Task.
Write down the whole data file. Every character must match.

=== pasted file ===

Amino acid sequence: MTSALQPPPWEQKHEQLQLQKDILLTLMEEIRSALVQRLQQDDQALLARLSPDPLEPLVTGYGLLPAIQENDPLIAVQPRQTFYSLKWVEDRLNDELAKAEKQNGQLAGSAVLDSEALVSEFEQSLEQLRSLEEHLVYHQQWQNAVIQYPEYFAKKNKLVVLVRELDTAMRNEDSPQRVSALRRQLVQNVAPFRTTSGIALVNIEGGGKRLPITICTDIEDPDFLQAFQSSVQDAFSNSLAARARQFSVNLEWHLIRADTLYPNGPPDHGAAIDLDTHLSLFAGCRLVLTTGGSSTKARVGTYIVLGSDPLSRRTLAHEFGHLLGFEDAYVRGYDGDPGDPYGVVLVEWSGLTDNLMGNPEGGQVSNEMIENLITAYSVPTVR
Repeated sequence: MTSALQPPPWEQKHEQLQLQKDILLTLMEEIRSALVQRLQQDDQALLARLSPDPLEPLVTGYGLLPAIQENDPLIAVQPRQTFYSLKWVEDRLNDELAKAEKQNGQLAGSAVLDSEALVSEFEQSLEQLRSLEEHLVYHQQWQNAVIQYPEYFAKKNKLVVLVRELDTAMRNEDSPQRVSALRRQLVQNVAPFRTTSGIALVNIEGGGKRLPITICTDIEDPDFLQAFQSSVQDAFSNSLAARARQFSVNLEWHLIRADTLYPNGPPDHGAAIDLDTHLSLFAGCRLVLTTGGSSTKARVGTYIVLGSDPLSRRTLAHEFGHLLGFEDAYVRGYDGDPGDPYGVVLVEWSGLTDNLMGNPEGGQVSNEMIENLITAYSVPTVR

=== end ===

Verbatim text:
Amino acid sequence: MTSALQPPPWEQKHEQLQLQKDILLTLMEEIRSALVQRLQQDDQALLARLSPDPLEPLVTGYGLLPAIQENDPLIAVQPRQTFYSLKWVEDRLNDELAKAEKQNGQLAGSAVLDSEALVSEFEQSLEQLRSLEEHLVYHQQWQNAVIQYPEYFAKKNKLVVLVRELDTAMRNEDSPQRVSALRRQLVQNVAPFRTTSGIALVNIEGGGKRLPITICTDIEDPDFLQAFQSSVQDAFSNSLAARARQFSVNLEWHLIRADTLYPNGPPDHGAAIDLDTHLSLFAGCRLVLTTGGSSTKARVGTYIVLGSDPLSRRTLAHEFGHLLGFEDAYVRGYDGDPGDPYGVVLVEWSGLTDNLMGNPEGGQVSNEMIENLITAYSVPTVR
Repeated sequence: MTSALQPPPWEQKHEQLQLQKDILLTLMEEIRSALVQRLQQDDQALLARLSPDPLEPLVTGYGLLPAIQENDPLIAVQPRQTFYSLKWVEDRLNDELAKAEKQNGQLAGSAVLDSEALVSEFEQSLEQLRSLEEHLVYHQQWQNAVIQYPEYFAKKNKLVVLVRELDTAMRNEDSPQRVSALRRQLVQNVAPFRTTSGIALVNIEGGGKRLPITICTDIEDPDFLQAFQSSVQDAFSNSLAARARQFSVNLEWHLIRADTLYPNGPPDHGAAIDLDTHLSLFAGCRLVLTTGGSSTKARVGTYIVLGSDPLSRRTLAHEFGHLLGFEDAYVRGYDGDPGDPYGVVLVEWSGLTDNLMGNPEGGQVSNEMIENLITAYSVPTVR